Tag Archives: analysis

Wargames 2017 – Challenge 12 : ezfile sharing

Challenge 12 : ezfile sharing

question for challenge 12

and the hint for this challenge:

hint for challenge 12

one of our teammate was fuzzing around the website and found “.git” folder.
seems related to the hint.
we try to browse the folder/path:

.git folder/path

as a “layman” person (please guys, don’t try this at home. or any other place. wkwkwkwk), I’ve gone too far by downloading all the git folder (recursively):

download all git folder content

lets see what git -help can provide us with info:

git help menu

hmm.. lets see if “git show” can provide any clue…

and.. profit! XD

so the flag is: “wgmy:{AdminGitGudPlease}”

Wargames 2017 – Challenge 9 : unreachable

the question is:
“The critical server seems unreachable. The sysadmin tries to identify the cause of it..but weird..he is doing it backwardly.”
http://files.wargames.my/2/p100.7z

question for challenge 2

question for challenge 2

and the hint given to us:

hint for challenge 2

hint for challenge 2

so… RFC 792 – something related to ICMP/ping yada yada
so we open the pcap file in Wireshark, view only ICMP protocol:

open pcap using wireshark & then filter ICMP only

we can see ICMP traffic involving 2 IPs; 192.168.1.8 & 192.168.1.10
after digging around, I find out there is some “unique differences” at ping identification number; offset 0010. this involving IP 192.168.1.8.

lets use tshark to see it clearly:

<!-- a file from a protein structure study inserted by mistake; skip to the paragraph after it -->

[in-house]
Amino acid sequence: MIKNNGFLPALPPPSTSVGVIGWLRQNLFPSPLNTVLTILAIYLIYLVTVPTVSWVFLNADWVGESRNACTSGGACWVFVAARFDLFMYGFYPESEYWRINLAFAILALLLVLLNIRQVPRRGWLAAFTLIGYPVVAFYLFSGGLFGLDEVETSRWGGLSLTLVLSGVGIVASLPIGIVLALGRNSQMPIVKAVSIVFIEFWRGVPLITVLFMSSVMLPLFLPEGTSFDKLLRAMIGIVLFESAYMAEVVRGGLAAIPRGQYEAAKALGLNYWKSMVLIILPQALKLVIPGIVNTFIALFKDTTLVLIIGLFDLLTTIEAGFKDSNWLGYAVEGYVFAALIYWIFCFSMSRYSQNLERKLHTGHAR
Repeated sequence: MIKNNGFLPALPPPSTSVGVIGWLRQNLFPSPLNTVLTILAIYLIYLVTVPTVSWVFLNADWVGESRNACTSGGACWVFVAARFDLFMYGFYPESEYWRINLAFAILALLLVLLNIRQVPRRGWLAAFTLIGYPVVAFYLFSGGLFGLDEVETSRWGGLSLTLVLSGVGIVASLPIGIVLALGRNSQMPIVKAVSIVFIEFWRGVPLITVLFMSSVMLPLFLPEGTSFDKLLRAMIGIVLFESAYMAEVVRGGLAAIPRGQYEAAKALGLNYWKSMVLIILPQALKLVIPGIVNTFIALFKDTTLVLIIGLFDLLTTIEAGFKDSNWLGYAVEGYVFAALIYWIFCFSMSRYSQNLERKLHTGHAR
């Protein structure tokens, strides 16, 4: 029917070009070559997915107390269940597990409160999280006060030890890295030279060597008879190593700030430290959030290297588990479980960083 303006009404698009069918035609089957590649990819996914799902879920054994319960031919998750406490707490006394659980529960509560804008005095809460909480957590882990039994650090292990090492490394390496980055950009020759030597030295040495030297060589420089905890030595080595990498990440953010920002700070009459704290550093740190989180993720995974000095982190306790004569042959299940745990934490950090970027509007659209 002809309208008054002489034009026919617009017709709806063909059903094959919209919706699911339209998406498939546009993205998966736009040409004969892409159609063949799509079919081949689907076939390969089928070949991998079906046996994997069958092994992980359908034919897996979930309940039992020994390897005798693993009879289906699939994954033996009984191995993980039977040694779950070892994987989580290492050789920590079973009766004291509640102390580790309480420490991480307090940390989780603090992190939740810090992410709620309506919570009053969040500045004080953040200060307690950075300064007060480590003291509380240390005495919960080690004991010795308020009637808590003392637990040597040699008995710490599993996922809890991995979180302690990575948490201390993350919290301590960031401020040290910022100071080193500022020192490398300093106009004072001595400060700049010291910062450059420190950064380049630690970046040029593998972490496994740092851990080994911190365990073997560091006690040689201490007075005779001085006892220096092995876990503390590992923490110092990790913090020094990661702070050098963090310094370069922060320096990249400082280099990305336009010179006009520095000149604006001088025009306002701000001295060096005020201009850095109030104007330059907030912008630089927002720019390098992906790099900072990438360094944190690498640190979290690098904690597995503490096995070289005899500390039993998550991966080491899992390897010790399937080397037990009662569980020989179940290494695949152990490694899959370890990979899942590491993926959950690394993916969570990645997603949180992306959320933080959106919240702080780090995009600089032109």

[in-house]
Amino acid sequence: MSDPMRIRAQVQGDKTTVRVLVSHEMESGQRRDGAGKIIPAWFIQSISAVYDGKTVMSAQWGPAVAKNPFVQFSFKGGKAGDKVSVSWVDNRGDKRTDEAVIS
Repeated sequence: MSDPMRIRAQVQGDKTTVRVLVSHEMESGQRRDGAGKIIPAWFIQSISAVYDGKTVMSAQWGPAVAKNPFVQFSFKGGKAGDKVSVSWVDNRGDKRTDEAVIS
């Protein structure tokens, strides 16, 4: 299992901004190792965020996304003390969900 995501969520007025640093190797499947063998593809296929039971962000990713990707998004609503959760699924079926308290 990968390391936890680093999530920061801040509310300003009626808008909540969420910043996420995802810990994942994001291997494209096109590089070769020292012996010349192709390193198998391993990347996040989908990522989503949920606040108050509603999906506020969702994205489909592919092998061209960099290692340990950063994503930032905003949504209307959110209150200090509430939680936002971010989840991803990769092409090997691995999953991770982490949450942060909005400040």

use tshark & grep offset 0010

as noted in the hint above;
“he is tracing backwardly.”

the flag is: flag_is_p!ngp0ng~
but actually…. the flag is: p!ngp0ng~

Shell hiding in image files

One day, we noticed strange GET request towards our JBoss server:

From the request above, you’ll quickly noticed that this attack leveraging Apache Struts vulnerability from CVE-2017-5638.

The request tried to execute command below:

“-O” : writes the documents to file.
“-” : if is used as file, documents will be printed to standard output, disabling link conversion.
“-q” : quiet (no output)

As you see, it tried to fetch image (jpeg file) from 91.230.47.41. Seems normal right?
We fetch the file & take a look at the jpg file:

ASCII?? Not JPEG?? hmm..
Here’s whats inside the “logo.jpg” file:

We noticed there are several other file fetched; possibly a config file & bin file.
Let’s fetch those file!

Here is the config file:
http://91.230.47.41/pics/kworker.conf

Not sure it is. Maybe bin file to run a process:
http://91.230.47.41/pics/kworker

Lets see if the file is packed:

Yup. So lets unpacked the file using UPX:

http://91.230.47.41/pics/kworker_na

Overall, looks like the attacker want to hack our servers & turn it into his own crypto currency mining machine.
Typical behavior of attack we see in this time where the crypto currency is rising. People hack to make profit. 🙂

Here the MD5 for file above:

Dionaea simple analysis

Dionaea exploit analysis

We’ll using python bundled with Dionaea:

It will open a python console. Enter the code below line by line:


It will produce test.bin file in /tmp/ folder.

Now we analyze it and dump the output to another file:

You should see something like this:

As you can see, the malicious URL is hxxp://188.245.32.210:8147/kcfl

https://sourceforge.net/p/nepenthes/mailman/message/26862416/

Maltrieve on Mac OS X

Maltrieve originated as a fork of mwcrawler. It retrieves malware directly from the sources as listed at a number of sites, including:

  • Malc0de
  • Malware Black List
  • Malware Domain List
  • VX Vault
  • URLqery
  • CleanMX
  • .

    If you want to install maltrieve on your Mac OS X, below is the steps to install it.

    • First, install beautifulsoup4 via pip

    • Install required dependencies via apt-get

    • Download maltrieve from github

    Done. Now you can use the maltrieve on you Mac OS X.